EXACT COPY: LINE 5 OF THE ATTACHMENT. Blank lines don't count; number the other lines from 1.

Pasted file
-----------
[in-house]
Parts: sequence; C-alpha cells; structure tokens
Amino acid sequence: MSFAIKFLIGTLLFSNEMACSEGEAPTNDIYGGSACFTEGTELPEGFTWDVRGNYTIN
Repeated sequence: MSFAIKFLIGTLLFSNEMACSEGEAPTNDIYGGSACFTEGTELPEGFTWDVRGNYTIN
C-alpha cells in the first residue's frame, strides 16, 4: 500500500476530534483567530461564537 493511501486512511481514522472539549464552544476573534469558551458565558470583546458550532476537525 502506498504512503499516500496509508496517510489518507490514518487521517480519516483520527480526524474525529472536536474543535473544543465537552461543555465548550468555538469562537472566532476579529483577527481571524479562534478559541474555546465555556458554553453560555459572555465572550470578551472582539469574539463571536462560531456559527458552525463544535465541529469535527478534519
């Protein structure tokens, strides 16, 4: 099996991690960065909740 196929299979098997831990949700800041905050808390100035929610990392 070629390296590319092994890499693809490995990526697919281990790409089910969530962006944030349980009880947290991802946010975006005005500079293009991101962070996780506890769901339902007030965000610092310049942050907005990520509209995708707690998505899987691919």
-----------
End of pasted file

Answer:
C-alpha cells in the first residue's frame, strides 16, 4: 500500500476530534483567530461564537 493511501486512511481514522472539549464552544476573534469558551458565558470583546458550532476537525 502506498504512503499516500496509508496517510489518507490514518487521517480519516483520527480526524474525529472536536474543535473544543465537552461543555465548550468555538469562537472566532476579529483577527481571524479562534478559541474555546465555556458554553453560555459572555465572550470578551472582539469574539463571536462560531456559527458552525463544535465541529469535527478534519